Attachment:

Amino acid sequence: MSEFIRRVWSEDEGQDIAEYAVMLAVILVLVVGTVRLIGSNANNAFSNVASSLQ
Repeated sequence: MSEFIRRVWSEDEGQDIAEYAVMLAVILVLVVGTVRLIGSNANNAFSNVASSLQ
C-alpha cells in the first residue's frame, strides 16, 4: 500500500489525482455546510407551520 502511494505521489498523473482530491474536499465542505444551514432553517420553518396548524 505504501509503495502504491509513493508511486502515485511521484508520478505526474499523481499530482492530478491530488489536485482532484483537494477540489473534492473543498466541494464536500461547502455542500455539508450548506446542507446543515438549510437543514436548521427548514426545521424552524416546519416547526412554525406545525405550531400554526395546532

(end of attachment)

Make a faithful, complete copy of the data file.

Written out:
Amino acid sequence: MSEFIRRVWSEDEGQDIAEYAVMLAVILVLVVGTVRLIGSNANNAFSNVASSLQ
Repeated sequence: MSEFIRRVWSEDEGQDIAEYAVMLAVILVLVVGTVRLIGSNANNAFSNVASSLQ
C-alpha cells in the first residue's frame, strides 16, 4: 500500500489525482455546510407551520 502511494505521489498523473482530491474536499465542505444551514432553517420553518396548524 505504501509503495502504491509513493508511486502515485511521484508520478505526474499523481499530482492530478491530488489536485482532484483537494477540489473534492473543498466541494464536500461547502455542500455539508450548506446542507446543515438549510437543514436548521427548514426545521424552524416546519416547526412554525406545525405550531400554526395546532